Independent and perseverant as we entrepreneurs are, we are not easily convinced that things are not going well and that we have to accept that we were wrong and should change course or stop what we are doing altogether. That is a kind of honesty that sometimes is more difficult to practice than moral rectitude. It does not come naturally to us and, therefore, we have to really work on it, include it in our planning and watch ourselves continuously from slipping. It is like learning a skill for which we have no innate talent.

An honesty checklist.

It starts in the very beginning as you build your inventory of assets, which you need to make your venture a success, calculate how much money you need and where to get it, and choosing the right people to work with.

Especially in assessing your own skills and experience, which are your primary assets, you have to be scrupulously honest with yourself and that what you say you can do is honestly what you can do. Do not over or underestimate your capacity and competency for the sake of making it fit the requirements of the job. Here there are no bosses or critical associates to slap you on the hand when you stretch the truth.

With money it is even more tempting to play a bit with the numbers, choose positive scenarios and assume friendly markets. Again, there are no watchdogs in place, no skeptic bankers or nit-picky accountants to keep us on the narrow path of truth.

Last but not least, do not get carried away or fool yourself when choosing your associates. Check their credentials carefully and be sure you feel comfortable with their character as much as their capability. At this point, there’s no HR department to do the legwork or second-guess you.

Set milestones to keep you honest.

Another important area of honesty pre-launch is the establishment of clear milestones. Pick frequent and independent measurements and calculate them carefully—no rounding, no guessing, no estimates and no “guesstimates.” Formulating and quantifying such markers will be hard but not impossible. Without them, it’s even more difficult, to be honest with yourself. Constantly reevaluate how the positives and negatives in the running of the venture affect each other, and what the common outcome will be.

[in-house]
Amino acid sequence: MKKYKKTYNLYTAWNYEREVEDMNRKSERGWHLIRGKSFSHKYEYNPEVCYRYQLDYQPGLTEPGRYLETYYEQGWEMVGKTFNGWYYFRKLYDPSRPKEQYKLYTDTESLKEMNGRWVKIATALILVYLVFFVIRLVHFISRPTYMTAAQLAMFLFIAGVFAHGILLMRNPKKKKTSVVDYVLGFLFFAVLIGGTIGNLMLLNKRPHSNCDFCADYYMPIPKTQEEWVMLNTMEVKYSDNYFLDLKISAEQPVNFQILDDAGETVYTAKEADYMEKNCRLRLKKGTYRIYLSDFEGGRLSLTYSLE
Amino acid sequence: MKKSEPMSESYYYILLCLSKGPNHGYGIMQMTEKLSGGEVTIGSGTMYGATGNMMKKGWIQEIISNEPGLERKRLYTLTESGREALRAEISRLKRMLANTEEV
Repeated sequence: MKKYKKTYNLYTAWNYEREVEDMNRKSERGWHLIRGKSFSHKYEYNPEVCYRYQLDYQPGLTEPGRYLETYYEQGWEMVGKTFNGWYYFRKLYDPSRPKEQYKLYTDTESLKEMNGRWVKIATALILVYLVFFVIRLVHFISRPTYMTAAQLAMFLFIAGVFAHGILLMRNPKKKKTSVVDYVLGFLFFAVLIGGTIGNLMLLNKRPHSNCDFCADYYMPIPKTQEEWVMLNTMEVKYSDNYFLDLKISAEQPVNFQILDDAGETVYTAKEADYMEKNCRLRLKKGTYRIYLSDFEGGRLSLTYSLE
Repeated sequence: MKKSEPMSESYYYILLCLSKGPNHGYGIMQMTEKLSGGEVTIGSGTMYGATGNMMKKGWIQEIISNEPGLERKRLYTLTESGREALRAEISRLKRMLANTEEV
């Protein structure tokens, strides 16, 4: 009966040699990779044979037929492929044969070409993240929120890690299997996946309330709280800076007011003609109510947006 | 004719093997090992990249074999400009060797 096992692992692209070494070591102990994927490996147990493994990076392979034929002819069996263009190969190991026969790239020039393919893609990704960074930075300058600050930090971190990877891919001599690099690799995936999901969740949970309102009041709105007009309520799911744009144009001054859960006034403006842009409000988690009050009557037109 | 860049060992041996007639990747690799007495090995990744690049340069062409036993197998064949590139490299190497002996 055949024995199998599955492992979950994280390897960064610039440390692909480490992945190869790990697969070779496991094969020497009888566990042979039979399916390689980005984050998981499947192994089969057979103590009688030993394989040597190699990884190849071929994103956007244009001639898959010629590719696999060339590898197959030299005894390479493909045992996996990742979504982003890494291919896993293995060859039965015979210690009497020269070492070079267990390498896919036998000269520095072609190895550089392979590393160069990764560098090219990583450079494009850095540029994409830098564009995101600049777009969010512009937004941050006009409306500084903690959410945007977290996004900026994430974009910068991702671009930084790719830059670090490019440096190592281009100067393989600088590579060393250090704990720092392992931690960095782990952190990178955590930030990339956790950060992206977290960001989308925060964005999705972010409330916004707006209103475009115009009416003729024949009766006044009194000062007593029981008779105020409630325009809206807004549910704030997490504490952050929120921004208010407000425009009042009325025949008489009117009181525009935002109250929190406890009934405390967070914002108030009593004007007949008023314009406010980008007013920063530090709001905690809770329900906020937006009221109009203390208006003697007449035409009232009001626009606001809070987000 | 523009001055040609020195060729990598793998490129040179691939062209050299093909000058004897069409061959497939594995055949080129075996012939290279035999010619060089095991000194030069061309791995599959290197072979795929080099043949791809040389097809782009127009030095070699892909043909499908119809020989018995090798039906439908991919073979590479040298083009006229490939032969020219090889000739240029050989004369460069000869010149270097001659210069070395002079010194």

One great benefit of setting these realistic milestones, and testing real progress against them, is that you can share this information with your partners, staff and, if applicable, investors and lenders. The certainty that these landmark measurements exist, and your commitment to honestly measure true progress against them, and share this information with the stakeholders, will be a great a great benefit when it comes to managing your new venture.

When it’s honestly time to accept the worst.

And then comes the hardest task, when it is clear that the plan and the overall operation doesn’t work, when the measuring points, which do not lie, show the opposite of what you were expecting. Or that elements beyond your control have done you in. This is when you have to be the most honest with yourself, whether you have to drastically pivot or, if worse comes to worst, you have to pull the plug. Either way, it is the most important time to be strong and fully honest.

I’m reminded of a client who had worked hard, planned carefully, hired dozens of people, and was finally ready to formally start operations. For that occasion, he invited a large group of friends, associates and local dignitaries to a festive inauguration of the office… on the same day that a military coup took place in the country where the new business was to open. This totally unforeseen event made it highly unlikely that the new venture would ever get off the ground. All but a few of the invitees were no-shows, including the dignitaries, and my client realized the game was lost before it started. There and then he decided to cut his losses, shut down the office before it even opened and the business could get started.

The positive side, which is the most important and most likely and most common, is that by plotting our course carefully and frequently checking our progress, we can objectively and honestly assess where we are heading from the day we start, which gives us a great sense of comfort and allows us to enjoy the venture’s progress and enjoy it.